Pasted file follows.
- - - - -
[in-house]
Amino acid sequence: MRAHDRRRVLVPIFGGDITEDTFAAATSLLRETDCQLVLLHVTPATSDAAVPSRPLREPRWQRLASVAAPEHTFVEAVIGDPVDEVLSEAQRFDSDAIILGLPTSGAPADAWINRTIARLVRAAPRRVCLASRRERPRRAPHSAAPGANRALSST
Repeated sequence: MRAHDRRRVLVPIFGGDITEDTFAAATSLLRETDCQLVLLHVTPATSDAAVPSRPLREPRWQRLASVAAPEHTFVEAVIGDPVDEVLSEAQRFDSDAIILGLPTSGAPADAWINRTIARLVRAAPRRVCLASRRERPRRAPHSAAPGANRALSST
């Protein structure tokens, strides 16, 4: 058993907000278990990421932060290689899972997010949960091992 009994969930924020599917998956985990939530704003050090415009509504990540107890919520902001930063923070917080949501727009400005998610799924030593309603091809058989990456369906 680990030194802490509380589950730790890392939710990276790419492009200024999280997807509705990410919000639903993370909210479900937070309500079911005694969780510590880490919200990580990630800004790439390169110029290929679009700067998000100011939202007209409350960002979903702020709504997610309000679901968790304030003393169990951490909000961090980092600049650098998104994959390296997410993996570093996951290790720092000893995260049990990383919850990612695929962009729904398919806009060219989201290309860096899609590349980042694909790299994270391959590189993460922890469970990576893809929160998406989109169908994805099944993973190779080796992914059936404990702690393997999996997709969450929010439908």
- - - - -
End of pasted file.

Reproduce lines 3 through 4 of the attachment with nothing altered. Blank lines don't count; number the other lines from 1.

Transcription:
Repeated sequence: MRAHDRRRVLVPIFGGDITEDTFAAATSLLRETDCQLVLLHVTPATSDAAVPSRPLREPRWQRLASVAAPEHTFVEAVIGDPVDEVLSEAQRFDSDAIILGLPTSGAPADAWINRTIARLVRAAPRRVCLASRRERPRRAPHSAAPGANRALSST
């Protein structure tokens, strides 16, 4: 058993907000278990990421932060290689899972997010949960091992 009994969930924020599917998956985990939530704003050090415009509504990540107890919520902001930063923070917080949501727009400005998610799924030593309603091809058989990456369906 680990030194802490509380589950730790890392939710990276790419492009200024999280997807509705990410919000639903993370909210479900937070309500079911005694969780510590880490919200990580990630800004790439390169110029290929679009700067998000100011939202007209409350960002979903702020709504997610309000679901968790304030003393169990951490909000961090980092600049650098998104994959390296997410993996570093996951290790720092000893995260049990990383919850990612695929962009729904398919806009060219989201290309860096899609590349980042694909790299994270391959590189993460922890469970990576893809929160998406989109169908994805099944993973190779080796992914059936404990702690393997999996997709969450929010439908």